More than 250 students and staff from Thomas County Middle School volunteered for Hands on Thomas County Day on Saturday, October 20. Assignments were given on Thursday, and students and staff arrived at their assigned locations ready to work on Saturday morning throughout Thomas County. Volunteers completed activities from picking up sticks and litter at Lost Creek Forest and spreading new pine straw at various locations throughout Thomas County to creating cards at the Red Cross for soldiers serving our country.
Of the volunteers, more than 200 are part of the MERIT program at Thomas County Middle where students must complete a minimum of 20 service learning hours each school year.
Dana Studdard, director of the MERIT program at Thomas County Middle said, “The purpose of community service learning is to extend learning beyond the classroom and into the community to promote civic responsibility through active participation in service experiences, to foster a sense of caring for others, and to develop a habit of volunteer service to those in need. It’s important to give back to the community in which we live, and it’s important for students to see teachers and community leaders give back to the community.”
Dr. Lisa Williams, superintendent of Thomas County Schools, along with board member, Leah Smith, showed the importance of giving back by working alongside students and other volunteers throughout the morning.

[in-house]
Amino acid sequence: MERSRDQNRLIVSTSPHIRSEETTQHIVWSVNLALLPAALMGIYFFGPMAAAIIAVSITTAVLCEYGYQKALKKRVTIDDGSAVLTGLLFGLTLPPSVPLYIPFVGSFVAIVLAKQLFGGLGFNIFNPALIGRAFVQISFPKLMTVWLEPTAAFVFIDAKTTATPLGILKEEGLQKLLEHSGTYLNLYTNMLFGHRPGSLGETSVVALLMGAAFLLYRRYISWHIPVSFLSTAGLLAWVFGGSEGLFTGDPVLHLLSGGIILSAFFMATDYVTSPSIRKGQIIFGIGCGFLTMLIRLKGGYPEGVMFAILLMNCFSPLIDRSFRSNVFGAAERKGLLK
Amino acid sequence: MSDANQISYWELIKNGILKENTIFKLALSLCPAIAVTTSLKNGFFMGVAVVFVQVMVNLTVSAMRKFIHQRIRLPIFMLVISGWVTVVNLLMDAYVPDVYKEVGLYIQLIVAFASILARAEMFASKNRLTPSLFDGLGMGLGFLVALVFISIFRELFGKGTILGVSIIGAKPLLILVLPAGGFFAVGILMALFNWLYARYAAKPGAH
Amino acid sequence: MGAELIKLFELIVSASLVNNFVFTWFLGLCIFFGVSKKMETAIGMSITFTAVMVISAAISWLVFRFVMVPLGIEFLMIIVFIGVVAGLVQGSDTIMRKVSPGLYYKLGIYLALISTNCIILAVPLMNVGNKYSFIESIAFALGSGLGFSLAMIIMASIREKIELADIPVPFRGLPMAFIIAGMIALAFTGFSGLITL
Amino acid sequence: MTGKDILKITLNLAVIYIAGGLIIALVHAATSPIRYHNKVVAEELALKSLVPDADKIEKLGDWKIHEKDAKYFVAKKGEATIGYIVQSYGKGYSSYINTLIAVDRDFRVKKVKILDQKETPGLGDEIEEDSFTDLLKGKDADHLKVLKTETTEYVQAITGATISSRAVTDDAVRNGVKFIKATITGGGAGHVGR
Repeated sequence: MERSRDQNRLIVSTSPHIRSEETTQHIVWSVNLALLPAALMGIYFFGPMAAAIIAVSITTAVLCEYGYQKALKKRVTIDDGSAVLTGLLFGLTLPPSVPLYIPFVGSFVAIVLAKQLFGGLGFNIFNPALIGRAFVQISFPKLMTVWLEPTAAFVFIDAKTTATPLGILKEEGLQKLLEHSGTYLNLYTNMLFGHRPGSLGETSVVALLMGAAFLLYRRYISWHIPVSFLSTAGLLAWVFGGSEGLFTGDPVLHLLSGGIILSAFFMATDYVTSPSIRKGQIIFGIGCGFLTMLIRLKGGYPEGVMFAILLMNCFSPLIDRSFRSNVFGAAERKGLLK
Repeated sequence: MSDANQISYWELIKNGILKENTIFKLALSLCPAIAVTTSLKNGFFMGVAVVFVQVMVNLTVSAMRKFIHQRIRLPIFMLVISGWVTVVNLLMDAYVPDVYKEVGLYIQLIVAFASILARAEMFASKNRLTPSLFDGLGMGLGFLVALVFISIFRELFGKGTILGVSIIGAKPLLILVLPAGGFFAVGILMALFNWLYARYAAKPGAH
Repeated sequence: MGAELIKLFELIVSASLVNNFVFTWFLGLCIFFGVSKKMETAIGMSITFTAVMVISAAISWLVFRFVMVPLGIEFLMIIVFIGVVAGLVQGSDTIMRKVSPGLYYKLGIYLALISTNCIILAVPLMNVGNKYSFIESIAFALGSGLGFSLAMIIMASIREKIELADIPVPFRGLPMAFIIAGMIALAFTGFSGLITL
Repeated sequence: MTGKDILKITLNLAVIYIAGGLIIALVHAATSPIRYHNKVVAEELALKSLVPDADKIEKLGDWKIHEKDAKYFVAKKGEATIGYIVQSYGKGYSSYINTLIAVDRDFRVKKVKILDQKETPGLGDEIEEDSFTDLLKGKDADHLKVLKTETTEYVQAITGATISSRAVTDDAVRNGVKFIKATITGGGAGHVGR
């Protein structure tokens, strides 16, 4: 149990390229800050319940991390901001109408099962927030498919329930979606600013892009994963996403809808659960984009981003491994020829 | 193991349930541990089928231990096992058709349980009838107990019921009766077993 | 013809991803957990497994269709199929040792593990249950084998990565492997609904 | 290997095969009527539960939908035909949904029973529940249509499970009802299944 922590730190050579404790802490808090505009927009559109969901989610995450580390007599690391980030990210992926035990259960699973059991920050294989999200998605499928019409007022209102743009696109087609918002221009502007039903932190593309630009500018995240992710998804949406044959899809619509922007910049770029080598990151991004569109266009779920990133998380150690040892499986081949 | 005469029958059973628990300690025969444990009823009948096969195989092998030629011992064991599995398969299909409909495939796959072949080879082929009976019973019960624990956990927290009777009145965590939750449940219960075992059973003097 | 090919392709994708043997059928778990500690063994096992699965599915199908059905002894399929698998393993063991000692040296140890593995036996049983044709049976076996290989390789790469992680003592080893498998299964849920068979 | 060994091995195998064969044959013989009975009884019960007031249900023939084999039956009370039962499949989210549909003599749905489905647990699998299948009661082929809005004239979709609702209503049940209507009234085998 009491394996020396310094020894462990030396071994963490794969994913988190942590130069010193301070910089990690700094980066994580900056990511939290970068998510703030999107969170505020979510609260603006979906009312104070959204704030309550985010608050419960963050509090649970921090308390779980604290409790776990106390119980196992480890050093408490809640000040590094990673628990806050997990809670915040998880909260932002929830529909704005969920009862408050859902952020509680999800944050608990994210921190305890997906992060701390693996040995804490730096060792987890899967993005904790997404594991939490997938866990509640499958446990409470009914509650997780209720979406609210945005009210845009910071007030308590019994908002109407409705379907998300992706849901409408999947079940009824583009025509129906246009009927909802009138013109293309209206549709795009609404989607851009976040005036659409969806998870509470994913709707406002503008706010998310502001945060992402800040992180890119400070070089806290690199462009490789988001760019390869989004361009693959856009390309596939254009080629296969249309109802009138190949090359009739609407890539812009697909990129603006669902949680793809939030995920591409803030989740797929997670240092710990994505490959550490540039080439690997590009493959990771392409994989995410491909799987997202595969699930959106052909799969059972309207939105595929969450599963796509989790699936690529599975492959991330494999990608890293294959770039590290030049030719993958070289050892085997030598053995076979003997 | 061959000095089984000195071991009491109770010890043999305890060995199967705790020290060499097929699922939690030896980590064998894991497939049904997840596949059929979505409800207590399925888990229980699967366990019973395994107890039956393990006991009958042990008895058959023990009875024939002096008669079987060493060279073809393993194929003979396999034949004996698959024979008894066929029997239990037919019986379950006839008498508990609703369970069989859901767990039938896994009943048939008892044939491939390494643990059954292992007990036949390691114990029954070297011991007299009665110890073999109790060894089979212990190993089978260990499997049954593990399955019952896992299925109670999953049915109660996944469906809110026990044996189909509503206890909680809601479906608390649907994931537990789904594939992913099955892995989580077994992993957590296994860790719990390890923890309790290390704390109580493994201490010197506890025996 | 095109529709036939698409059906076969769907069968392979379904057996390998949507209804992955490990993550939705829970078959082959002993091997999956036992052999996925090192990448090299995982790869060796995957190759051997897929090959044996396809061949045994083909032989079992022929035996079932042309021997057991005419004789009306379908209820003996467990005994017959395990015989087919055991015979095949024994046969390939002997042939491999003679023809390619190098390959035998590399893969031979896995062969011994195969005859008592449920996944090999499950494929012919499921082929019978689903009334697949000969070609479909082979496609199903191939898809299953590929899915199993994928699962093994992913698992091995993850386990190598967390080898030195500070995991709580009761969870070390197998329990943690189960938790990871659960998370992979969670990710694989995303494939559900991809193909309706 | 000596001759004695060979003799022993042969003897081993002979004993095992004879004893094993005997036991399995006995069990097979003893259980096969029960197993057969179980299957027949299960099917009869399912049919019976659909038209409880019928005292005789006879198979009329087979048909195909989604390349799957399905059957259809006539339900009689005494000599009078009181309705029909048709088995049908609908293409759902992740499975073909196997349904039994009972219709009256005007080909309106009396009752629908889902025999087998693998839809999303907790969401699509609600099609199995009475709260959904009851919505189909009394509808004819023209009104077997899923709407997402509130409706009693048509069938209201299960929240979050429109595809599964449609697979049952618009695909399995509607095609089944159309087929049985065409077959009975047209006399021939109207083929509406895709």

Other groups volunteering from Thomas County Middle School included Student Council, who spread pine straw at Thomas County Board of Education and Bishop Hall, and FFA, who freshened flower beds and spread pine straw at The City of Thomasville Public Works.
“The last line of the FFA motto is ‘Living to Serve,’ and our FFA members strive to serve others throughout the year,” Audrey Davis, sponsor of FFA at Thomas County Middle School, said. “One-third of our chapter’s program of activities is dedicated to ‘Building Our Communities.’ These activities focus on improving the economic welfare and well-being of our community, encouraging students to become active, involved, more environmentally responsible citizens, and developing cooperation with local stakeholders. Hands on Thomas County is a great avenue for our members to accomplish all of these goals, and giving back to the community is always a rewarding experience for everyone involved.”
Liza Jones, volunteer and parent of fifth-grade MERIT student, Dru Jones, said, “HOTC is a great volunteer opportunity for the MERIT students. Dru and I had a great morning cleaning up the Ochlocknee River. I loved seeing our community working together to make Thomas County beautiful.”
“I liked that we were able to help our community,” Payton West, fifth-grade MERIT student said. “My group helped clean up the Dog Park after the hurricane sent limbs and pinecones everywhere. We worked really hard and made it a lot cleaner for the dogs to run around.”
Many students recognized that in the aftermath of Hurricane Michael that there were many more areas in need of cleanup, so volunteers were crucial to these efforts.